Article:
FROMTHE EDITOR We’re off to great start for 2013. We’ve survived the Mayan Apocalypse, Fiscal Cliff, Olympics, never-ending hours of service changes, and whatever else 2012 might have thrown our way. We’ve made it through, and now we start again. Of course, the OSMC never stops in its goal to promote safety and eduction for the trucking industry. They put on a great Fall Safety Seminar this past October in Tulsa. Now they’re gearing up for the Fleet Safety Awards that will take place this February in Oklahoma City. The Technology and Maintenance Council was also active this Fall and held their Fall Technology Workshop at Francis Tuttle in Oklahoma City. It was a fantastic time and there were a lot of new faces to the industry there. It’s great to see so much outreach from the OTA’s councils. Let’s make sure we keep it up for 2013! This is an exciting issue for me. I travelled up to Tulsa to visit with our new Chairman, Bob Peterson of Melton Truck Lines. He’s truly an inspiration as a businessman. The health program that he has implemented at Melton is absolutely amazing. You all are in for a treat with this feature. Now, let’s get down to it. I hope you enjoy this issue and also hope to see you at the Midwinter Conference this February!

Shannon Helton



As we start our 81st year, I want to thank all our members who helped the association have a great 80th year celebration. Our theme for the Midwinter Conference is “Focus on the Future.” We know we now have four more years of an administration in Washington that has put our industry under a microscope. We also know some of the instruments they will use to try to control our future. This will be a trying next four years and all associations that represent our industry must stay the course to guide our destiny with Washington. We hope our presentations at the Midwinter Conference will help with some of these hard decisions that you will have to make in the future. We look forward to seeing you in OKC February 27th -28th for this conference. It’s hard to believe we are getting ready to celebrate 5 years in our OTA home. The building has hosted over 100 events and we hope to do over 100 more in the coming years. We take great pride in keeping our home looking great and we appreciate the help we get from our membership. The upcoming legislative session will convene Monday, February 4th. We will be working to better our Workmen’s Comp rules and regulations and see if we can get some of the fees we are charged, reduced to a better level. Hoping you have a great 2013,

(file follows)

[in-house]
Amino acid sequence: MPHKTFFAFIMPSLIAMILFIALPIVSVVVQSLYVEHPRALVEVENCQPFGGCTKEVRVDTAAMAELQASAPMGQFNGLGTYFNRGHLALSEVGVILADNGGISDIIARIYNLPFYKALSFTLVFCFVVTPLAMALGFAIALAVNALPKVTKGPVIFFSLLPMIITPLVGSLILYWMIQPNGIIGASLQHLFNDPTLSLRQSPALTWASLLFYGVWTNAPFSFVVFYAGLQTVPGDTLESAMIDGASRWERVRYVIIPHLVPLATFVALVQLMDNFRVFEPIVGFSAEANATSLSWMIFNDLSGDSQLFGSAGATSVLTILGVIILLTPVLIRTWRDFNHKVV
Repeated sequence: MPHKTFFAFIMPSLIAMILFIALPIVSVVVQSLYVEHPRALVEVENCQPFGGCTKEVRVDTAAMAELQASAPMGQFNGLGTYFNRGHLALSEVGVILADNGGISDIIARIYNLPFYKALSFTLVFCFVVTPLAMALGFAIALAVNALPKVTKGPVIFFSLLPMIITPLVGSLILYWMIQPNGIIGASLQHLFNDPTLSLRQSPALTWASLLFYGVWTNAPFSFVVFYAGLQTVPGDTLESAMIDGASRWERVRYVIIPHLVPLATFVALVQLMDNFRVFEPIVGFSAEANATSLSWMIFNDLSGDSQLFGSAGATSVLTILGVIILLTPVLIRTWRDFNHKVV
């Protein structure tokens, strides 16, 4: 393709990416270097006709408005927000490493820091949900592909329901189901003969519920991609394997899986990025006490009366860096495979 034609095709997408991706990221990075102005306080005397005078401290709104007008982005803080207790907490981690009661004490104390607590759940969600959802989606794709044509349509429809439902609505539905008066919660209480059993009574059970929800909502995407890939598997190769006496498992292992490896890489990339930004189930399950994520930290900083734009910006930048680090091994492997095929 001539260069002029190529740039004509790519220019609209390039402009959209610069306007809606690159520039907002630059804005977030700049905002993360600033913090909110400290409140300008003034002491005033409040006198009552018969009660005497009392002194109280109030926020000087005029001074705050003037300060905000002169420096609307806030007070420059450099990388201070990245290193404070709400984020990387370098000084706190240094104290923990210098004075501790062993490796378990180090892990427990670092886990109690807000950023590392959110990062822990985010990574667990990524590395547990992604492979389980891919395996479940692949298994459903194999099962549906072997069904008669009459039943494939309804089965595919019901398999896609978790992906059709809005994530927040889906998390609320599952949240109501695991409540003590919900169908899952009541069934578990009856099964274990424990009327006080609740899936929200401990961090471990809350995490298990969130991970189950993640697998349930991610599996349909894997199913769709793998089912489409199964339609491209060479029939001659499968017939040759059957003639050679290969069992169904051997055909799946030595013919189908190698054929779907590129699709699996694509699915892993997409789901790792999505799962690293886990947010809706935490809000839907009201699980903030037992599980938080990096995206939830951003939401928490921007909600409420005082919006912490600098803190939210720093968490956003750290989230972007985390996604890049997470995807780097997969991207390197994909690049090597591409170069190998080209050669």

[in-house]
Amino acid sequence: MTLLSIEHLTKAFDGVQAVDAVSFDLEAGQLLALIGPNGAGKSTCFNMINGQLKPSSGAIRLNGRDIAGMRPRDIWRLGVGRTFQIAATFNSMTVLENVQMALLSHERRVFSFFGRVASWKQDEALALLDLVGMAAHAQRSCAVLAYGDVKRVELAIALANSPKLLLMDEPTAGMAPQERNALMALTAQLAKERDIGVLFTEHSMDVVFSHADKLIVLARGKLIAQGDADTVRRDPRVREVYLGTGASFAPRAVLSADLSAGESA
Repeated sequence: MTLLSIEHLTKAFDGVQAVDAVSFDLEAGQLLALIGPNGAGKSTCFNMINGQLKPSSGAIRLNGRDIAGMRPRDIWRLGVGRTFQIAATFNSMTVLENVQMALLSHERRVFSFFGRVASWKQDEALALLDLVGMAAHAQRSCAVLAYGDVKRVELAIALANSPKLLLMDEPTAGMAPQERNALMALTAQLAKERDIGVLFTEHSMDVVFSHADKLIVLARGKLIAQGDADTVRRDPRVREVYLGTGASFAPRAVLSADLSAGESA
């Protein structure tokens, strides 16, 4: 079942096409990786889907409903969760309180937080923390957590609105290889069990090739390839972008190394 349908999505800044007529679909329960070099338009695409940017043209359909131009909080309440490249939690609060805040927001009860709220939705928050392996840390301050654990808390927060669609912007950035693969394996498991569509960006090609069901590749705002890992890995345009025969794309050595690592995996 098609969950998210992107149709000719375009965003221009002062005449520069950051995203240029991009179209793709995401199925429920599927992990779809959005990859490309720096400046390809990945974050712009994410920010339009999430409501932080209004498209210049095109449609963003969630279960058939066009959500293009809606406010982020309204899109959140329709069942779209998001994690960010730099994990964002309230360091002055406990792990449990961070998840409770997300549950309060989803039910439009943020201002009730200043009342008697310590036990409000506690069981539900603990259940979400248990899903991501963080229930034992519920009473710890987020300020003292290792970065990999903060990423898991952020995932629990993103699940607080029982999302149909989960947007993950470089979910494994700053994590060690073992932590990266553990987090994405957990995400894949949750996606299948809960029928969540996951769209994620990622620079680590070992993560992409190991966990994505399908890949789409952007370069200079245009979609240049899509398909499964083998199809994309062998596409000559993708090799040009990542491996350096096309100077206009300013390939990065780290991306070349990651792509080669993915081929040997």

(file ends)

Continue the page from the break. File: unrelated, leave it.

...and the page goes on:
Dan Case


Oklahoma Motor Carrier Magazine | Winter 2013


MEMBERUPDATES Central National Bank John Duffy

jduffy@cnb-enid.com Phone: (918) 691-4299 4880 S. Lewis, Ste. 101 Tulsa, OK 74105 www.cnb-ok.com/business/heavy-equipment-loans Services Provided: Transportation and Heavy Equipment Financing. *New Member Sponsored by Madewell & Madewell

Eide Bailly Tom Ritchie

tritchie@eidebailly.com Phone: (918) 748-5000 Fax: (918) 299-8835 2424 E. 21st Street, #200 Tulsa, OK 74114 www.eidebailly.com Services Provided: We provide tax, accounting, assurance, consulting and additional services for many industries including the trucking industry.